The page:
Last night Jeremy Hunt had the gall to declare “the public will see that I conducted this process with absolute objectivity and scrupulous fairness”. In that case the best way to test that would be to do what clearly and unequivocally the current situation calls for since Hunt has prima facie broken the Ministerial Code – refer the matter immediately to the independent adviser on the Ministerial Code, Sir Alex Allen. Significantly Cameron has refused point blank to do that. Why? Answering that puts another piece in the jigsaw that is beginning to form around the role of No.10.
Cameron has been extremely coy about this meetings and contacts with the Rupert Murdoch, and with good reason. But we already know a good deal about them, enough to fit a pattern:
* Cameron met Rupert Murdoch 15 times while Leader of the Opposition, far more than he met the proprietors or editors of all the other newspapers put together.
* He met James Murdoch on 10 September 2009 to be informed that The Sun would be backing the Tories at the next election. This would never be offered by the Murdoch clan except as part of a deal yielding a counterpart of equally extreme value. The Murdochs wanted both the BBC and Ofcom to be cut down to size, but neither of these would alone justify the prize of The Sun’s electoral endorsement. The only thing which would have clinched such a deal would have been a Tory commitment to hand the Murdochs the 61% of BSkyB the did not own and for which they craved.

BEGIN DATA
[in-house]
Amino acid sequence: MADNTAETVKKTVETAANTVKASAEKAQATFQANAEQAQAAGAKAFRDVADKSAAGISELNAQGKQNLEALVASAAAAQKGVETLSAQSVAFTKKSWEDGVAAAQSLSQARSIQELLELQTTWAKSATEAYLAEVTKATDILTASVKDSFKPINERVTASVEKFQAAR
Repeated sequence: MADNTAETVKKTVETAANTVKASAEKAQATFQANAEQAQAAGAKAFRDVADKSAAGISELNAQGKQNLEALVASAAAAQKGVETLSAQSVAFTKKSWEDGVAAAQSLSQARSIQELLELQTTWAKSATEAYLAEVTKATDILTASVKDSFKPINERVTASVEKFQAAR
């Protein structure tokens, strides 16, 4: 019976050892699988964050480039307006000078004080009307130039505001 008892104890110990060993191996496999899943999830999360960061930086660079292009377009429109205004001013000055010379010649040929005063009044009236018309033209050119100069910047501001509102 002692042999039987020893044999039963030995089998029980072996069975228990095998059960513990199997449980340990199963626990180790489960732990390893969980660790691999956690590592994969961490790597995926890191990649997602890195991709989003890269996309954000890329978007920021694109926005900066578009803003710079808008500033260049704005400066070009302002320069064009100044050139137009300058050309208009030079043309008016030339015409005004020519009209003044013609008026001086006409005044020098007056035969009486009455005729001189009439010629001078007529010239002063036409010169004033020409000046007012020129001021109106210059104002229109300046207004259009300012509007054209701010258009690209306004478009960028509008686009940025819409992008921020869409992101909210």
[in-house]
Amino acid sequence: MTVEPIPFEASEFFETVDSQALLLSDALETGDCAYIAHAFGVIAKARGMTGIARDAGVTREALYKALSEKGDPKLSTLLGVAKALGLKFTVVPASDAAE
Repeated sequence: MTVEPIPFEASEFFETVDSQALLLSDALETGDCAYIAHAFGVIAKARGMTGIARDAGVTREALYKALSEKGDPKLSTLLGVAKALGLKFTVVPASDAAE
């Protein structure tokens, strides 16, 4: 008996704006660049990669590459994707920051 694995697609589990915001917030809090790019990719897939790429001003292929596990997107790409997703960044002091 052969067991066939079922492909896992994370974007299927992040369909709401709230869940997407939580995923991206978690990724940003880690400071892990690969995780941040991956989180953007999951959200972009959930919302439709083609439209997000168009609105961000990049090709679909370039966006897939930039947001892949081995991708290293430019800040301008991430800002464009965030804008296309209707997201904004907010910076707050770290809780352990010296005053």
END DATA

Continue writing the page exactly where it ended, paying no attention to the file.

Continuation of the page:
* The first person that Cameron saw at No.10 on taking office was Murdoch, to thank him for his election help, and it is inconceivable that Murdoch did not take the obvious opportunity to press his case for BSkyB and to demand that Cameron’s side of the deal should now be delivered.
* Altogether Cameron as Prime Minister saw Rupert Murdoch 29 times from May 2010 until the bid collapsed in July 2011.
* One of those occasions, as James Murdoch let drop two days ago in his Leveson evidence, was the pre-Christmas dinner party given by Rebekkah Brooks and her husband at their nearby Cotswold home on 23 December 2010. We are told that the BSkyB issue came up in the conversation, but only in a ‘minor’ way, if that can be believed.
* And now Cameron refuses to have any independent inquiry whatever into the Hunt scandal. Since all this preceding evidence points unequivocally to Cameron’s having kept extrtemely close to the BSkyB saga at all its stages, and very likely pulling the strings behind Hunt, his determination to block any further investigation and to close down the whole issue as fast as possible falls entirely into place.